Editor's note: H&HN Daily, in partnership with the College of Healthcare Information Management Executives, is pleased to present "ICD-10 In Real Time." In this 12-month blog series, three leading CIOs share their experiences on ICD-10 implementation, physician engagement, productivity, payer readiness and more. The blog will run on the first Wednesday of every month.

I had the great pleasure of working with a CNO who, before retiring recently, shared some valuable information and insight with me. She always said, "If you want us nurses to get it, you have to ride the halls like Paul Revere and keep reminding us that the British are coming. It doesn't matter if it is by land or sea; we need to know they are coming. We are so involved with our patients that we have a hard time seeing what is coming at us, and we need people like you to tell us, over and over."

That advice has served me well over the years, but never as much as when I was awakened to the looming deadline of ICD-10. I remember sitting in a presentation about ICD-10 at the 2010 CHIME Fall Forum. At that time, I knew this thing was coming, but I really did not understand what it meant or its magnitude. Figured I had a lot of time, so why worry? The proverbial plate was already filled with such things as ARRA, meaningful use and attestation. It was a sunrise session, 7 a.m. as I recall, and as I sat there, terror began to seep into my consciousness. This was much bigger than I had ever dreamt and we had done little to prepare.

When I returned to the hospital, I went to our capable HIM director and she got it. She knew the magnitude of the task. Together we quickly assessed our technologies and partners therein. We were reassured about our capabilities — both ours and that of our partners — but that reassurance didn't last long. We were struck with the fact that this issue was not going to be resolved with technical readiness or wizardry, for that matter. This was a people issue, an awareness issue. This was a change in the way we did just about everything. Everyone was focused on meaningful use and quality improvement, so it's not as though our plates were empty.

Then I remembered the words of my CNO: "The British are coming!" It became obvious that we needed to begin a campaign to create an awareness that would mobilize the organization. My strategy was clear: Make everyone aware that this big thing was coming that would change our lives forever, was not likely to be delayed and we needed to begin preparations. So, we started telling the story to everyone at every opportunity: leadership; board of trustees; medical staff; clinical staff; operational staff. Literally, every constituency in the organization needed to know and understand. While many tried to deny it, by repeating the message time and again, it eventually sank in.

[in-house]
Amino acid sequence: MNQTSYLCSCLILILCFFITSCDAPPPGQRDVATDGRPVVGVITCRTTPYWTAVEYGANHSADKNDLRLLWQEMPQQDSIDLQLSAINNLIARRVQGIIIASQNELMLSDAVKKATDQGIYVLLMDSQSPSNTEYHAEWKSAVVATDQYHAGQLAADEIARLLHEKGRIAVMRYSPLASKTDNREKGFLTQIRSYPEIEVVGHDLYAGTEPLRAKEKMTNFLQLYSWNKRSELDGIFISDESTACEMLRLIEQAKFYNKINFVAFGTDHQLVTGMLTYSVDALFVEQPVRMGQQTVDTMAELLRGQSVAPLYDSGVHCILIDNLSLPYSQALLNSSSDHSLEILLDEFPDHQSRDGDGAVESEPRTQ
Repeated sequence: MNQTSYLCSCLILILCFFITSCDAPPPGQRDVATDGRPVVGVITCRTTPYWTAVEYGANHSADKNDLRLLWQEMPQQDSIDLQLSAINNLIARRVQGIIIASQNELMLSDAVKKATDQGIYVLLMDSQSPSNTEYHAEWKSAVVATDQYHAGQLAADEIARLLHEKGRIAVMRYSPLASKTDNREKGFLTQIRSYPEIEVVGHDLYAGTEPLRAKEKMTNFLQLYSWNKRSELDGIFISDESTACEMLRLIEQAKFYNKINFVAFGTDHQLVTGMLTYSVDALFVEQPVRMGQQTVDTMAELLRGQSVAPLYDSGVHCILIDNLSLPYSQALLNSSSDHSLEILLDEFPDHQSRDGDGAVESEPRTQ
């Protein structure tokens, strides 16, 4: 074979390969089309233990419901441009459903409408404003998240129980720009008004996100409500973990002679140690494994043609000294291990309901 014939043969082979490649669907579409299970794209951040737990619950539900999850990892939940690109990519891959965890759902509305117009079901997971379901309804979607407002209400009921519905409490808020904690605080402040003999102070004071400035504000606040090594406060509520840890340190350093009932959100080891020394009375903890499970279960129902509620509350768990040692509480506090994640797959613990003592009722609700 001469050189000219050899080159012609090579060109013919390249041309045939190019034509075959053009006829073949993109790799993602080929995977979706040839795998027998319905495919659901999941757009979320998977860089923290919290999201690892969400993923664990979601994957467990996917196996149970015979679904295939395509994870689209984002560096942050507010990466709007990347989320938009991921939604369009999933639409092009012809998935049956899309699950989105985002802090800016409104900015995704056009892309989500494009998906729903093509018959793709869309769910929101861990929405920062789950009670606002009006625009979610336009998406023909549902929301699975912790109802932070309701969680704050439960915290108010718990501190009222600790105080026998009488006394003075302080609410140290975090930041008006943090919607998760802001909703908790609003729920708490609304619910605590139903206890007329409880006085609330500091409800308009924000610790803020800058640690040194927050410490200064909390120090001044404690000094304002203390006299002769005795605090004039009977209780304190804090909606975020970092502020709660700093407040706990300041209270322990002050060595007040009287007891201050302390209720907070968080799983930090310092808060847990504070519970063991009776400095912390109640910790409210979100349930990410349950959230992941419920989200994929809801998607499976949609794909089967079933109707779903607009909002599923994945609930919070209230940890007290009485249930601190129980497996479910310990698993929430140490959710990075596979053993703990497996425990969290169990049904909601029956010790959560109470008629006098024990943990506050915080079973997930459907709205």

After building awareness, we grew our team to assemble a plan and strategy. That plan is on solid footing today, but continues to evolve. Technology and training are huge components of our plan, but creating the sense of urgency in our medical staff is paramount to our efforts. We work on that every day.

My advice: If you have not started, you are behind but not lost. Begin now. Figure out what it really means, which is that everything changes, and build the awareness first. When your colleagues realize what is coming, they will rally to the cause, just as those of us in health care always do.

Beyond awareness, there must be action. For us, that means preparing and double-checking all systems that utilize codes. Much like the Y2K gap analysis, so is ICD-10. Everything has to be checked and inventoried. If it uses codes, it needs to be ready.

Most important for us was building a test scenario that allowed us to get rolling when our first payer was ready. Eat the elephant one bite at a time, not cut the dog's tail off an inch at a time. Focus on the positive and get ready.

We are just beginning to get interest from the medical staff. By repeating the message over and over, we have been able to create an initial awareness so that they now realize this is not just a coder problem, but they, too, are impacted in the way they work.

At this juncture, I really do not know exactly how everything will play out for us, but I am much more comfortable today than I was a year ago. Terror has not yet become complete confidence, but I now believe we can do it. So, we keep at it — refining plans now that the inventory is complete; but the rubber meets the road when we begin to train the organization. Stay tuned, that piece will be interesting and coming in another blog.

Stephen M. Stewart is CIO of Henry County Health Center, a critical access hospital in southwest Iowa. He is a regular contributor to H&HN Daily's ICD-10 series.